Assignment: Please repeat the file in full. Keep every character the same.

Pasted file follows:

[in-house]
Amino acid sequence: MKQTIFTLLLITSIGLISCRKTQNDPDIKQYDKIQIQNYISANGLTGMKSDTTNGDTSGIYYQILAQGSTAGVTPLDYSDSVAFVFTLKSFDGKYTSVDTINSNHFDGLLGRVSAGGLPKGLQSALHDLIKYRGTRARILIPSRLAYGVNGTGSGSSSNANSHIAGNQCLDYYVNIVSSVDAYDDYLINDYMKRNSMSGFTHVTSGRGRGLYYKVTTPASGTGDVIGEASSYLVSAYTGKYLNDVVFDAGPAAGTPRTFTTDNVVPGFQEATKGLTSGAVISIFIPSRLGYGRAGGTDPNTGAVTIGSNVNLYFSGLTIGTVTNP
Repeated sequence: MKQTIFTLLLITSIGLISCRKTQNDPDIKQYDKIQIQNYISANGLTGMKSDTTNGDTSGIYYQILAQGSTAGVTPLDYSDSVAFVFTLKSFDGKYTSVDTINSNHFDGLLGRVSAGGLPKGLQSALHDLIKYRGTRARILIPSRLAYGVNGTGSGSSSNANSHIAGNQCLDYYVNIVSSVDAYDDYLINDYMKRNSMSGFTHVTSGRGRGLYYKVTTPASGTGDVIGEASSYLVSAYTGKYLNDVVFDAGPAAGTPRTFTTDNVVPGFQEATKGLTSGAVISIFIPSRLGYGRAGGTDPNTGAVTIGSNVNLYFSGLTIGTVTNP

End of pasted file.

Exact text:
[in-house]
Amino acid sequence: MKQTIFTLLLITSIGLISCRKTQNDPDIKQYDKIQIQNYISANGLTGMKSDTTNGDTSGIYYQILAQGSTAGVTPLDYSDSVAFVFTLKSFDGKYTSVDTINSNHFDGLLGRVSAGGLPKGLQSALHDLIKYRGTRARILIPSRLAYGVNGTGSGSSSNANSHIAGNQCLDYYVNIVSSVDAYDDYLINDYMKRNSMSGFTHVTSGRGRGLYYKVTTPASGTGDVIGEASSYLVSAYTGKYLNDVVFDAGPAAGTPRTFTTDNVVPGFQEATKGLTSGAVISIFIPSRLGYGRAGGTDPNTGAVTIGSNVNLYFSGLTIGTVTNP
Repeated sequence: MKQTIFTLLLITSIGLISCRKTQNDPDIKQYDKIQIQNYISANGLTGMKSDTTNGDTSGIYYQILAQGSTAGVTPLDYSDSVAFVFTLKSFDGKYTSVDTINSNHFDGLLGRVSAGGLPKGLQSALHDLIKYRGTRARILIPSRLAYGVNGTGSGSSSNANSHIAGNQCLDYYVNIVSSVDAYDDYLINDYMKRNSMSGFTHVTSGRGRGLYYKVTTPASGTGDVIGEASSYLVSAYTGKYLNDVVFDAGPAAGTPRTFTTDNVVPGFQEATKGLTSGAVISIFIPSRLGYGRAGGTDPNTGAVTIGSNVNLYFSGLTIGTVTNP